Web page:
The Things We Remember Most
My dad was a funny guy. He was the youngest child of four and his father died when he was only two, so he got away with a lot of stuff. Sometimes he would get this mischievous look in his eye and I’d know he had something up his sleeve. I especially loved to watch him interact with his sisters, when he’d tease them or startle them with a silly noise. They’d laugh and often launch into a quick dance. Yes, a dance––usually swing steps.
Dad’s been gone for nearly seven years, but I still see him occasionally, in the smiles and antics of my sons as they carry on the humor and mischief. They’re fully grown and two of them are dads now. I know for certain they cut up with their kids. Sometimes becoming a kid themselves for a brief moment, enjoying the luxury of a full-on belly laugh or just a knowing smile.
My husband was only twelve when he lost his father. He didn’t really know how to be a dad, but some things just come natural. He put forth his best effort and as all dads do, he has a few regrets about those years. He often wishes he’d spent more time with them or hadn’t taken everything so seriously. We’ve got three fine sons these days. All of them living good lives and serving God. No complaints here.
This Father’s Day, we plan to spend time together. I’m sure there’ll be those moments of reminiscing. One thing I know, there will be laughter. If you have a father in your life to celebrate, do it. Celebrate the good things, the shining moments, the best times. Those are the ones worth remembering. All the other stuff, well, you can set them out at the curb and let the trash pick them up. Time is precious––life is precious––don’t waste it on regrets.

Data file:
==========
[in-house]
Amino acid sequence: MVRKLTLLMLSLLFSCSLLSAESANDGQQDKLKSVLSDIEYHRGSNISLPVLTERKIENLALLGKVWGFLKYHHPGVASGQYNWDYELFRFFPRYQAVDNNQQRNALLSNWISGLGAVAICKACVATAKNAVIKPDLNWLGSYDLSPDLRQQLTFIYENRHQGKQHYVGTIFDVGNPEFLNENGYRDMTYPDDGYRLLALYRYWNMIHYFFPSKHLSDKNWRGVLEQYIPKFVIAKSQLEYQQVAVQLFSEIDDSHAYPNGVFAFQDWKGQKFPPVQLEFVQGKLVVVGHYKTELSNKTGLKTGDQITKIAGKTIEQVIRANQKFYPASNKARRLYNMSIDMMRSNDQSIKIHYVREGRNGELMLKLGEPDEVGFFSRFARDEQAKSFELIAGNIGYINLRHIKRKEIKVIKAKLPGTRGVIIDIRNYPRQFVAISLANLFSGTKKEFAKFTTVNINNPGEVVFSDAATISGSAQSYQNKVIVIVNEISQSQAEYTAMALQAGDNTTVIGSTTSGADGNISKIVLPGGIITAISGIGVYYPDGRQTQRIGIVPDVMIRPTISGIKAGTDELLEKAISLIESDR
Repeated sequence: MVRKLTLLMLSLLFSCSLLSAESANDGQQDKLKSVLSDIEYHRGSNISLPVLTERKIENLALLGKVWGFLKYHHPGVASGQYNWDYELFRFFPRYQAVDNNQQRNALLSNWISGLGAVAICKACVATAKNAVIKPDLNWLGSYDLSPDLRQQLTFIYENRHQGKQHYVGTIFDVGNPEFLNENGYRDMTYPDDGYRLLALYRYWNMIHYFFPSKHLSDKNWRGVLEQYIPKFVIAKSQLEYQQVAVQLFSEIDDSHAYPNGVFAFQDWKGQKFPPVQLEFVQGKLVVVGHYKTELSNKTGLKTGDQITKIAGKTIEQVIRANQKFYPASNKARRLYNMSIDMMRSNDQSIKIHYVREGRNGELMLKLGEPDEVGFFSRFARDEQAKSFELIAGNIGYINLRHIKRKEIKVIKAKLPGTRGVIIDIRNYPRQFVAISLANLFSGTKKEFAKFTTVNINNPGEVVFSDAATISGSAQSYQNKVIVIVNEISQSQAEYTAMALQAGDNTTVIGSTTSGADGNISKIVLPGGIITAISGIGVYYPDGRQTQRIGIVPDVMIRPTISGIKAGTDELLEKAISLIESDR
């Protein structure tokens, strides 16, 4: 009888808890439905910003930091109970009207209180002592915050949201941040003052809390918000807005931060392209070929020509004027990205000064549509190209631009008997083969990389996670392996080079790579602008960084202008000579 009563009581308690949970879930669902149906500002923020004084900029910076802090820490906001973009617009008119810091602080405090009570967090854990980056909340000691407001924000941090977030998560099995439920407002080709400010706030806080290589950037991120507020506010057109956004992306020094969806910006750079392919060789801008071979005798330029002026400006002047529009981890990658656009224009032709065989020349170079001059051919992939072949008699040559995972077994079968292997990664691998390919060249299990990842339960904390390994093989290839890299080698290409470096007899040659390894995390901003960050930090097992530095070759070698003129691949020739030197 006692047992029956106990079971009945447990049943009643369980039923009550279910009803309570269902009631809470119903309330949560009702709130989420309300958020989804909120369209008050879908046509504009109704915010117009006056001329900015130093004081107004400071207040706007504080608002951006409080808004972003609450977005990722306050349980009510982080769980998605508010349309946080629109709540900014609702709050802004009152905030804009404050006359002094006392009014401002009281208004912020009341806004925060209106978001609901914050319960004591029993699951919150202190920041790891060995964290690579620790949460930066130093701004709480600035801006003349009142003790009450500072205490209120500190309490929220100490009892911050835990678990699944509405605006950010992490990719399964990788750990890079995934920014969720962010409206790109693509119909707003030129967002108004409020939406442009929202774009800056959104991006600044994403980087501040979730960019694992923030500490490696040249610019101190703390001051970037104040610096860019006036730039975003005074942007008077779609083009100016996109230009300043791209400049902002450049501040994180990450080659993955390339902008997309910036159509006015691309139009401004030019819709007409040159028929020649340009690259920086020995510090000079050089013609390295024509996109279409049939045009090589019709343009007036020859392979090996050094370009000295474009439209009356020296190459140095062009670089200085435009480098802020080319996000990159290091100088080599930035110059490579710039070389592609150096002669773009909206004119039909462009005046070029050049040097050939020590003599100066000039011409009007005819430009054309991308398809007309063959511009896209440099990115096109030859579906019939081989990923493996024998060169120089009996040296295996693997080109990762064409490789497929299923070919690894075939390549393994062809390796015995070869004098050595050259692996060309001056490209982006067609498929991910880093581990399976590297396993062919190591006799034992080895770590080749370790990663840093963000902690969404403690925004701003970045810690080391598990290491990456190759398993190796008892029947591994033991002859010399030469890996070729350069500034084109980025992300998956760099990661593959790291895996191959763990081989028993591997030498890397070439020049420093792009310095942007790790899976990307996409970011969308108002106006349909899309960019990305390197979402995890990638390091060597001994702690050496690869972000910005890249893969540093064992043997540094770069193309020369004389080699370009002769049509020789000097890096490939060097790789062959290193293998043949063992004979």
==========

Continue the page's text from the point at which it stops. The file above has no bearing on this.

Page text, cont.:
There’s still time to drop me a note if you’re interested in a free ebook. Fay Lamb is giving away a copy of Stalking Willow. If you read romantic suspense, you’ll love this one. And it could be free! Comment here or find me on Facebook.
As always, thanks for reading!
In the Black and White ‘Fifties
Sometimes, I have to remove my rosy glasses, and gaze past my perceptions into reality. There was violence. There was hate. There was prejudice. There was a strict moral code and an active class system. Things never discussed in polite company. Lines you did not cross. Ugly signs on doors, limiting who entered. Trouble brewing beneath the surface.
As promised, I have uploaded a major portion of the cover of A Gathering of Eagles —the artist’s rendition of Prince William du Frain, in warrior garb. In A Gathering of Eagles, the prince is called into action and must travel a great distance in pursuit of an enemy who threatens all he holds dear. You’ll notice a portion of Jael’s face in the background, with her beautiful blue cape.
Thanks for stopping by. Have a wonderful holiday, enjoy your families and drop by again next week when I “sneak another Major peek” at the cover art for A Gathering of Eagles, the second Lady of the Haven novel!